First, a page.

Local authorities across England will be given the go-ahead to plug the gap in social care funding by raising council tax by 6% over the next two years. However, there are steps you can try to bring down the cost of your council tax bill.

The Government has unveiled plans to allow English town halls to crank up the cost of council tax above inflation for the next two years, in a move that could see local authorities add a 3% levy to bills in 2017/18 and 3% in 2018/19.

The 6% increase comes on top of councils' ability to raise council tax by up to 2% each year, meaning some residents could see their total tax bill rise 10% by 2019.

To put this in perspective, if you live in a typical 'band D' household and pay £1,530/year in council tax, and your local authority introduced the 6% social care levy, your annual bill would increase by £91.80 over the coming two years.

If you live in a 'band D' household in an area that introduces the 6% council tax hike alongside the maximum existing annual rise of 2%, you can expect your annual tax bill to rise by £153 over the next couple of years.

It will be down to individual English councils to decide whether they bring in the 6% social care levy.

Why has the Government signed off this tax hike?

English councils have been given the green light to increase council tax by up to 6% to help meet the soaring cost of social care for the elderly and disabled.

Social care funding has dropped by 9% in real terms over the past five years and patients are increasingly being admitted to hospital – putting additional strain on the NHS – because local communities don't have the capacity to provide necessary services.

While the soon-to-be introduced council tax rise will serve to bolster the coffers for social care funding in the short term, councils have warned that a longer-term solution will have to be found to bridge a funding gap that's expected to grow to at least £2.6 billion by 2020.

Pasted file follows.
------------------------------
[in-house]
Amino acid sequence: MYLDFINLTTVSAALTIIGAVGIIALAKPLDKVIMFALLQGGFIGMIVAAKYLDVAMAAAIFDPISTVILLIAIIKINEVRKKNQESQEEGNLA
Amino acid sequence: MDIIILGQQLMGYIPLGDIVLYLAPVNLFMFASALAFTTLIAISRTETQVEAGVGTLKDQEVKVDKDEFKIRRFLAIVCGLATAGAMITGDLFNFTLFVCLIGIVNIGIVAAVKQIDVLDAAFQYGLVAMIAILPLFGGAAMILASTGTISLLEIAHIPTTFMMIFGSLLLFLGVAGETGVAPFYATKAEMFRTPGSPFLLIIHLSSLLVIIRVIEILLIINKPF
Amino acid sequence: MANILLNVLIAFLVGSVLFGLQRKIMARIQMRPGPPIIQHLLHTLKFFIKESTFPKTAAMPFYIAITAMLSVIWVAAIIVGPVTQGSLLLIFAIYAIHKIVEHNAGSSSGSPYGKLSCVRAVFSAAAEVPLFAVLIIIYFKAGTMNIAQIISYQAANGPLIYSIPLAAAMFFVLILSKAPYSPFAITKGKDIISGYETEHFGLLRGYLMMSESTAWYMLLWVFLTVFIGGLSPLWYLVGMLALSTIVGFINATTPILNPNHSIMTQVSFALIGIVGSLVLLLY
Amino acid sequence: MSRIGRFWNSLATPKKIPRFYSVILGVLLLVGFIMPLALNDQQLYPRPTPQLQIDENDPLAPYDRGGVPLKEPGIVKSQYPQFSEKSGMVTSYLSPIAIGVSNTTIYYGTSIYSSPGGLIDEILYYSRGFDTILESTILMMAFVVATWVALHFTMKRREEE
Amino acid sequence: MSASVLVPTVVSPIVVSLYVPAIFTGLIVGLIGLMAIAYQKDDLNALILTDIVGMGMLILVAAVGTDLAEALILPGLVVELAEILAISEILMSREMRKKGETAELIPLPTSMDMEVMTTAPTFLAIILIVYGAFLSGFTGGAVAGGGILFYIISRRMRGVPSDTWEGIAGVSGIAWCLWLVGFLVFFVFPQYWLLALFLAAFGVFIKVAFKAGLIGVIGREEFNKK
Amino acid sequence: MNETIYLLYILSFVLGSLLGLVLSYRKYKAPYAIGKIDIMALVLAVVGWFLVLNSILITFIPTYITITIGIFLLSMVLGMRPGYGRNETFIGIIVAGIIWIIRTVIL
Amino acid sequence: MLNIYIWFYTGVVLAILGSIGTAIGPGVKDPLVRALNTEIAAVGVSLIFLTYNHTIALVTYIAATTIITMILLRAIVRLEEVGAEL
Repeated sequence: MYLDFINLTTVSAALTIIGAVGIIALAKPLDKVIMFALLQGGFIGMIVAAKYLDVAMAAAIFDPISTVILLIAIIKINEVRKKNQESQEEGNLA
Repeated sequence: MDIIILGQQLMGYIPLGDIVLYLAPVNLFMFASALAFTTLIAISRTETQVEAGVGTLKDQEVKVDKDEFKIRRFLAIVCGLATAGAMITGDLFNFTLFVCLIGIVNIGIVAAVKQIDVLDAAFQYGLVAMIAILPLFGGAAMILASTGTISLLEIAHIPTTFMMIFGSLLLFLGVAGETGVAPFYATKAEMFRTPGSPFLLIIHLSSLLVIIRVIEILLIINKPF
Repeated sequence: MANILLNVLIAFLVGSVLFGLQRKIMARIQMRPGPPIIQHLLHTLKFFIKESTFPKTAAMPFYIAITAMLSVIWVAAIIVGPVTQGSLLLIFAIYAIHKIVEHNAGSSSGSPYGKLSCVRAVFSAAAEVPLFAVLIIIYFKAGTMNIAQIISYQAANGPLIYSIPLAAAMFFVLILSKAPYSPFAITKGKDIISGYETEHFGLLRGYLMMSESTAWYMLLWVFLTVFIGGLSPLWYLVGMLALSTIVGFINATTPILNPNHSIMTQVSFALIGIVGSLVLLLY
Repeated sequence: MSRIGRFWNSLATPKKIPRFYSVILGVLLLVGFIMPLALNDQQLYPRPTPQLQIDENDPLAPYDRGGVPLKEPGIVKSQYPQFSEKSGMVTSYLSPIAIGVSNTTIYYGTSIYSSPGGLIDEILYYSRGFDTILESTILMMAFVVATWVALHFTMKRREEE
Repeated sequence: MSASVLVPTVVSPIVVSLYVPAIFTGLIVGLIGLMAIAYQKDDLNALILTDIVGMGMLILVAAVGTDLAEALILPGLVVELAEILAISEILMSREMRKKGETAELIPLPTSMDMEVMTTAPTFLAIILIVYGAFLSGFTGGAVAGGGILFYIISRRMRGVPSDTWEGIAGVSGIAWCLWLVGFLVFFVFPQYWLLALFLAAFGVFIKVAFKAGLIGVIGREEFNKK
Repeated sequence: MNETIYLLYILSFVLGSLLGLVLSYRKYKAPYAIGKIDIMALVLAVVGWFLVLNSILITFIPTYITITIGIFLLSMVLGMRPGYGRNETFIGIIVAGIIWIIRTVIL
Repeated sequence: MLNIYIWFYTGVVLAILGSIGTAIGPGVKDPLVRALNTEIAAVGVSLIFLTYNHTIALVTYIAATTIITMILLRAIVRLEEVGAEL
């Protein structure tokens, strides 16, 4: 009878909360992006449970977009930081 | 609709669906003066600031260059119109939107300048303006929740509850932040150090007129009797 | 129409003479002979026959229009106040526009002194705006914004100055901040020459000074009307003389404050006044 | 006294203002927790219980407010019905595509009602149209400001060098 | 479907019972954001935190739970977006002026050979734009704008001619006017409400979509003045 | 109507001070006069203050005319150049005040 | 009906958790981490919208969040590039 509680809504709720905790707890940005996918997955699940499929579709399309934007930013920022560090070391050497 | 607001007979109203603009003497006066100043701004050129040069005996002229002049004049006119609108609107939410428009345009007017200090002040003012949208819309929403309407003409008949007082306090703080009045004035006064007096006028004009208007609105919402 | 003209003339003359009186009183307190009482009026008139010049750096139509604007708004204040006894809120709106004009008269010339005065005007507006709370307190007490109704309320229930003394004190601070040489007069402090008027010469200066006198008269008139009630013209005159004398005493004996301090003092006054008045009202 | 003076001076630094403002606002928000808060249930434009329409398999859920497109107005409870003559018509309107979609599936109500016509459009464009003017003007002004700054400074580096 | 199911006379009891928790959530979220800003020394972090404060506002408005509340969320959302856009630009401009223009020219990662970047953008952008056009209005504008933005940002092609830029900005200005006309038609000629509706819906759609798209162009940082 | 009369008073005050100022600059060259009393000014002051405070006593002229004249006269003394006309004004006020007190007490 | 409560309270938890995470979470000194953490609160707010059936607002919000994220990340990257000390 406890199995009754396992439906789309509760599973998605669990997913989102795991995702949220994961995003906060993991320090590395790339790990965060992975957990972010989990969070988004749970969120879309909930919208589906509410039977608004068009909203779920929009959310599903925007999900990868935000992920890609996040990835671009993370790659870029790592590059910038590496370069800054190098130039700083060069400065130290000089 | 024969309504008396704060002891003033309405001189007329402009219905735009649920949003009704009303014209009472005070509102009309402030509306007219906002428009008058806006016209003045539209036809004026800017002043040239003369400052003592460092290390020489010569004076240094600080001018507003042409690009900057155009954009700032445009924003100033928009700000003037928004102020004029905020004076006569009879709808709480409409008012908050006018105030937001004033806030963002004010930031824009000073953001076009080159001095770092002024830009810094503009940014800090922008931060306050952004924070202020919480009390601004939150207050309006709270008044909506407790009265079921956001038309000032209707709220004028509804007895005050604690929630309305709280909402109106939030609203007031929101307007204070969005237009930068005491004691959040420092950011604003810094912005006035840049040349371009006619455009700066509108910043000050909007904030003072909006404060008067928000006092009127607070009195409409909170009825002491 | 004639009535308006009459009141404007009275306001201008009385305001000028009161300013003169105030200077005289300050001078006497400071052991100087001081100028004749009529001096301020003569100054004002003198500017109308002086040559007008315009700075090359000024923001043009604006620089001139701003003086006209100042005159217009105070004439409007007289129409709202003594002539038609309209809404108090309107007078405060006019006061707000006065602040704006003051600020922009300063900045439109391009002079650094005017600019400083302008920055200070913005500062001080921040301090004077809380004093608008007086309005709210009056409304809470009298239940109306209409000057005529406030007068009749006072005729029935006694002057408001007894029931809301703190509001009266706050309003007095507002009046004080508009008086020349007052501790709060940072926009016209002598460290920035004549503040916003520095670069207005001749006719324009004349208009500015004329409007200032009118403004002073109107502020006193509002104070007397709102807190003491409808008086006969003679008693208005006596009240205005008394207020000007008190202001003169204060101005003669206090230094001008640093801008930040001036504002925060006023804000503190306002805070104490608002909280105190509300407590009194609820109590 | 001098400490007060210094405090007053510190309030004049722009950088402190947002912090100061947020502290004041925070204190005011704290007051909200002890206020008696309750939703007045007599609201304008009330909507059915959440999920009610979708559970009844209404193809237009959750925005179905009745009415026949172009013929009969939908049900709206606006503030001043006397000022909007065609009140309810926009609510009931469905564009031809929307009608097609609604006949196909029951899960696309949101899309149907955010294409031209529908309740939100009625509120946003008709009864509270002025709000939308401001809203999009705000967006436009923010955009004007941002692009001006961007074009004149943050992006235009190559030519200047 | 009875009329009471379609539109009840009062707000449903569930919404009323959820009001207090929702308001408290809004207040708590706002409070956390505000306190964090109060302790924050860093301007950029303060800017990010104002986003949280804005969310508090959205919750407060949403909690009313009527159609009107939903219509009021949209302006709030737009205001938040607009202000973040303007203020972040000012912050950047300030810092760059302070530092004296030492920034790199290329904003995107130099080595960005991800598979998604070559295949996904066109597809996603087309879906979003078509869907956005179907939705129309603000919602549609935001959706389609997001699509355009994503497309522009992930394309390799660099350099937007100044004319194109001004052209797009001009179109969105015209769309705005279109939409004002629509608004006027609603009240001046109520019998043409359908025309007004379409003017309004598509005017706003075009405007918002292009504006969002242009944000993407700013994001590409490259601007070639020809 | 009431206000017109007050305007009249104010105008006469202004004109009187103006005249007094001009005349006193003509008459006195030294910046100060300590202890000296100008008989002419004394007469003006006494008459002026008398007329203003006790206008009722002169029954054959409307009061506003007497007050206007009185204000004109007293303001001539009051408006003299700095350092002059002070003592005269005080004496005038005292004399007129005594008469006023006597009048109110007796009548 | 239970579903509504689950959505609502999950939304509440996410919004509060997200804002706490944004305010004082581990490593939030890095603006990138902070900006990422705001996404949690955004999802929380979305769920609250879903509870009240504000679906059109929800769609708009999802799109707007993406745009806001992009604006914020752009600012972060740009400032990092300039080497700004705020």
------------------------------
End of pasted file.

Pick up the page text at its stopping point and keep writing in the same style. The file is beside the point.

How can I offset this council tax hike?

Despite the good intentions behind this decision, it'll come as unwelcome news for many households up and down the country already struggling to make ends meet.

However, you may be able to reduce your council tax bill if you're among the hundreds of thousands of residents who are overpaying and entitled to a discount.

There are two ways you may be able to cut your council tax bill:

  • Question your council tax band. Up to 400,000 homes in England and Scotland could be in the wrong council tax bands. Yet in 10 minutes, at no cost, you can check and challenge your banding, not only potentially slashing what you pay now, but getting you a backdated rebate stretching as far back as 1993.

    Thousands of people have already been successful in slashing their council tax bill after a quick check involving a property valuation showed they were in the wrong band. See if you're able to claw back £1,000s by reading our Council Tax Bands guide.

  • Discounts are available if you live with someone who's 'disregarded for council tax purposes'. MoneySavingExpert.com recently revealed that tens of thousands of people who are living or lived with someone with a 'severe mental impairment' (such as dementia or Parkinson's) may be able to reclaim council tax and get a 25% reduction in future.

    But it's important to note that a 25% council tax discount isn't restricted to those living with someone with a severe mental impairment. If you're the only other adult living with someone who falls into any of the following categories of people who are disregarded for council tax purposes, you should be able to claim:

    • Persons in detention
    • Persons in respect of whom child benefit is payable
    • Apprentices
    • Foreign language assistants
    • Students on full-time courses
    • Students under the age of 20 undertaking qualifying courses
    • Student nurses
    • Youth training trainees
    • Patients where hospital is their main residence
    • Patients in homes
    • Care workers
    • Residents of hostels, night shelters etc
    • Members of international headquarters and defence organisations
    • Members of religious communities
    • School and college leavers
    • Persons with a relevant association with visiting armed forces
    • Foreign spouses of students

    If you think you qualify for a discount because you live with someone in any of these categories, you should contact your council. You may also be able to reclaim for previous years, though the evidence you'll need and the process may vary between councils.